Education, Early Career, Outreach
What is Aquatic Science?
Aquatic science is the study of the planet's oceanic and freshwater environments. Oceanography is the study of the biological, chemical, geological, optical and physical characteristics of oceans and estuaries, while limnology is the study of these same characteristics in inland waters (lakes, rivers, streams, ponds, and wetlands).
Limnology (from Greek limne, “lake” – logos, “knowledge”): Limnology is the study of inland waters – lakes, reservoirs, rivers, streams, wetlands, and groundwater. Scientists who study these waters are called limnologists.
Oceanography (from Greek Okeanós, “Oceanus” (a water deity) – grápho, “about a specified subject”): Oceanography is the study of the Earth’s oceans, and scientists who study them are called oceanographers.
What do Aquatic Scientists Study?
Aquatic scientists use comparative studies, long term data, models, and theory to address a myriad of questions pertaining to water: water movement, water chemistry, aquatic organisms, aquatic ecosystems, movement of materials in and out of aquatic ecosystems, and the use of water by humans, just to name a few disciplines. Aquatic scientists study processes that cover time scales ranging from less than a second to daily, weekly, monthly, seasonal, annual, decadal, or geological (millions of years), and spatial scales ranging from millimeters to ecosystems to ocean-wide.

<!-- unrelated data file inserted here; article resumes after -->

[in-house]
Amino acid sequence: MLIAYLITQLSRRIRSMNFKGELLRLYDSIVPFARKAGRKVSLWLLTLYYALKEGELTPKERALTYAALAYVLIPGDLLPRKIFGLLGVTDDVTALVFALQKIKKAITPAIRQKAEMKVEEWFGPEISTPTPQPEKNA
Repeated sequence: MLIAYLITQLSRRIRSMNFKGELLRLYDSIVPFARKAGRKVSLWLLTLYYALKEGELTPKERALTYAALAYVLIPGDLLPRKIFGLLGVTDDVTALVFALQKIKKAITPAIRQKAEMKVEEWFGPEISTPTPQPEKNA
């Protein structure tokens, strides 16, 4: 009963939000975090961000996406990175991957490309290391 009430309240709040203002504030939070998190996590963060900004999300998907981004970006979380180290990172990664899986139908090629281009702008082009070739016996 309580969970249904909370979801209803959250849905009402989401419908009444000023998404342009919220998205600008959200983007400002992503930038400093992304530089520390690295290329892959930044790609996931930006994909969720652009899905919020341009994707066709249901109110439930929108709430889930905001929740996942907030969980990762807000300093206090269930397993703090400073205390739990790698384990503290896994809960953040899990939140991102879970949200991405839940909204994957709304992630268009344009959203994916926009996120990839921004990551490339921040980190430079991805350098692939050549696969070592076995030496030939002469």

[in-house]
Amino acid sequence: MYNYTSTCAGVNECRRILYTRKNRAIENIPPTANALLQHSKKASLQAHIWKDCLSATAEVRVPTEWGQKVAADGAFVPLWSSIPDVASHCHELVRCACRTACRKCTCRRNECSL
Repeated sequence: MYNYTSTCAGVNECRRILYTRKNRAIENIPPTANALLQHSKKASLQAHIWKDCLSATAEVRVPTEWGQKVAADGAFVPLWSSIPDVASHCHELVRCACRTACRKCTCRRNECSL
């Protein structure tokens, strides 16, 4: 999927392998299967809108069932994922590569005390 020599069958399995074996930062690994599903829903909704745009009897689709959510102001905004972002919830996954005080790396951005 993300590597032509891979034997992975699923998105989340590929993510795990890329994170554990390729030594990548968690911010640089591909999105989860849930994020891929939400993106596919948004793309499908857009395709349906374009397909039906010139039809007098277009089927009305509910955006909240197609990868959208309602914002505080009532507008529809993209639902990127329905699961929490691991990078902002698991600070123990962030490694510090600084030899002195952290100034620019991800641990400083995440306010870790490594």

Many aquatic scientists work at the boundaries of disciplines and therefore they often work in interdisciplinary groups. For example, physical and biological oceanographers collaborate to understand the effect of physical processes on organisms, while chemists and biologists work together to understand the ways in which the chemical constituents of water bodies interact with plants, animals, and microorganisms such as bacteria.
Aquatic scientists may be working at the scale of trying to understand global oceanic change or quantifying the global flux of methane from inland waters. Conversely, they could be working at the local, trying to understand the source of a pollution problem in a drinking water supply or working to conserve a local endangered population.
For more information on what types of questions aquatic scientists ask, check out this ASLO Bulletin article from August 2013 on the top 10 paradigms and the top 10 problems to solve in the aquatic sciences.